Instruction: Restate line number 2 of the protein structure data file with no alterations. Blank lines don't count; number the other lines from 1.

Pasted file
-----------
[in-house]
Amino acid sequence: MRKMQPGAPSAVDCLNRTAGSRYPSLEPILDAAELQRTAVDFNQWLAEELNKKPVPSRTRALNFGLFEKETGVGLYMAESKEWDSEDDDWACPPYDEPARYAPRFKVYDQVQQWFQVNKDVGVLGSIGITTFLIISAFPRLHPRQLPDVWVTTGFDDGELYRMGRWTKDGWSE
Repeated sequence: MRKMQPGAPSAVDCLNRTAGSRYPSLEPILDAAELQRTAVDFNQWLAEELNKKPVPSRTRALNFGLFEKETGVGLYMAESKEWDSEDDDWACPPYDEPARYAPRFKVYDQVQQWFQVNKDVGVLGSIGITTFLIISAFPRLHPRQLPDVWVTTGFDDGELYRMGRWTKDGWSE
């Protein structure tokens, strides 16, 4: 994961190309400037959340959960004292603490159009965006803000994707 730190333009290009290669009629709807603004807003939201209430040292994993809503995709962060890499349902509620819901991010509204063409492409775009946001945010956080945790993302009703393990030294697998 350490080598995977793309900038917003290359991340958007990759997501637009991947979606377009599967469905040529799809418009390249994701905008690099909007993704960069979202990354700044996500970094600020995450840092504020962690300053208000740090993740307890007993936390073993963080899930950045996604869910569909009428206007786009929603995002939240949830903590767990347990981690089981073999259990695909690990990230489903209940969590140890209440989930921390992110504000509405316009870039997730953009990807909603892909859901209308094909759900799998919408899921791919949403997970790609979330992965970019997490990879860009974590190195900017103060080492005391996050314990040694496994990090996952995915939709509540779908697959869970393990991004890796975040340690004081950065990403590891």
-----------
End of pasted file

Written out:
Amino acid sequence: MRKMQPGAPSAVDCLNRTAGSRYPSLEPILDAAELQRTAVDFNQWLAEELNKKPVPSRTRALNFGLFEKETGVGLYMAESKEWDSEDDDWACPPYDEPARYAPRFKVYDQVQQWFQVNKDVGVLGSIGITTFLIISAFPRLHPRQLPDVWVTTGFDDGELYRMGRWTKDGWSE